On July 6, Blizzard, the makers of the popular World of Warcaft MORPG, dropped a bombshell.
Recently, we introduced our new Real ID feature - http://www.battle.net/realid/ , a new way to stay connected with your friends on the new Battle.net. Today, we wanted to give you a heads up about our plans for Real ID on our official forums ... The first and most significant change is that in the near future, anyone posting or replying to a post on official Blizzard forums will be doing so using their Real ID -- that is, their real-life first and last name ...
What followed was a huge debate on the forums eighty pages long on that thread alone, almost 2500 in another, and who-knows how many others in the official and other WoW forums combined. A commentator on “Brokentoys.com” thought were were a total of 5000 closed threads. Some accepted Blizzard’s move, saying too many were hiding behind anonymity to create mischief in the form of spam and trolling (not the trolls that go “Hey mon”). But a larger number found this chilling.
Many Warcrafters valued their privacy and strongly preferred anonymity. Others wanted to separate their online fantasy selves from their real-life identity, and thought this would spoil the experience,”People play video games to get away from everyday life. I don't want them to mix.” A sizable number felt this could easily lead to real-life trouble from harassment to identity theft. “I've been the victim of identify theft once before and so I am VERY private online now, I use NOTHING but aliases, I will not pay for anything that can't be done through PayPal, etc. Now you're wanting to put my REAL NAME on PUBLIC FORUMS?! I” One guild officer felt this would change the way the game was played as he relied on the forums for recruitment and organizing raids and dungeon runs.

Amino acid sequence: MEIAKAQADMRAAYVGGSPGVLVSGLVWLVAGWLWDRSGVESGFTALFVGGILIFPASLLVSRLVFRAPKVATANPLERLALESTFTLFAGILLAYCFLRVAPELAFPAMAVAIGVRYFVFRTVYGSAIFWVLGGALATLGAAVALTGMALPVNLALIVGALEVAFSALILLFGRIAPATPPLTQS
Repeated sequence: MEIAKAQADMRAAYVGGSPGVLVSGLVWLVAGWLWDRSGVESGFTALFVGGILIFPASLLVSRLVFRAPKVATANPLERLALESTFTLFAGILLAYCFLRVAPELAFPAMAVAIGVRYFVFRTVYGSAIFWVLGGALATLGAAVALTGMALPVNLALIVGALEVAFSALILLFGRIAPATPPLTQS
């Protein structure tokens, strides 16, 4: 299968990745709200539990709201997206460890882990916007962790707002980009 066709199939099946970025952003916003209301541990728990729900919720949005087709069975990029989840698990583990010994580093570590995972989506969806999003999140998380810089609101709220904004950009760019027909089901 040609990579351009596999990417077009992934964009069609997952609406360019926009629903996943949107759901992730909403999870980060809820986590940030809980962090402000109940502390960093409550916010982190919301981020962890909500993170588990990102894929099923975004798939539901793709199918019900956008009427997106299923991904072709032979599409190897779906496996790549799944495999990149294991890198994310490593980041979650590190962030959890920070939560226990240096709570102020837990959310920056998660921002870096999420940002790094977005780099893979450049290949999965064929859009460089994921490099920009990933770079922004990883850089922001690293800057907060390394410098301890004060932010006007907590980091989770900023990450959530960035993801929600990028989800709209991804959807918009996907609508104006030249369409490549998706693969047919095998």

Comments soon spread to outside World of Warcraft, some calling this Blizzard adopting “the Facebook model of social networking.” And the gamers, notably the core gamers who spend more time in them, were not taking this lying down.
James Wagner, writing for socialtimes.com, thought there was more than just simple privacy at stake.
MMOs like WoW are special because they enable people to transcend their real life limitations. Venture capitalist Joi Ito, an avid World of Warcraft player, once told me that when his own guild goes on epic raids, they’re usually led not by the fellow bigwig Silicon Valley execs in his guild, but by working class members, such as bartenders or EMT specialists. But will the millionaires keep following orders, when they discover their high level guild leader is actually the woman who pours their coffee?
The anonymity of virtual worlds and MMOs currently offers is “the great equalizer.” Unless it’s known what you are in real life in them, it doesn’t matter if you’re a corporate bigwig, or if you shovel “horse apples” for a living. What does matter are what skills you can use there, such as the ability to organize people for raids in WoW, or building and scripting, DJing, or a multitude of other marketable skills in Second Life.
Blizzard’s move was seen as a threat to such an equalizer, not just by guild leaders and officers in World of Warcraft, but those outside whom wondered if successful other companies behind MMOs and virtual worlds would follow. Including here in Second Life. Considering Linden Labs’ new viewer more closely links one’s 1st Life page with their main, if they thought they could get away with it, how much further would they go?
Seraphina Brennan of “Massively” thought there might be a much better solution: a master account name. One per account would cut down on trolling as they could be easily removed without them popping back up. And the anonymity people desired would still be there.
A few days later on July 9th, Blizzard finally backed down.
We've been constantly monitoring the feedback you've given us, as well as internally discussing your concerns about the use of real names on our forums. As a result of those discussions, we've decided at this time that real names will not be required for posting on official Blizzard forums.
While some of the posters following were a bit cautious, the majority of orcs, nightelves, and others felt they had won a big victory. Much like Second Life after Philip’s announcement, there was much rejoicing on the Blizzard forums.
Sources: Massively, Brokentoys.com, Socialtimes.com
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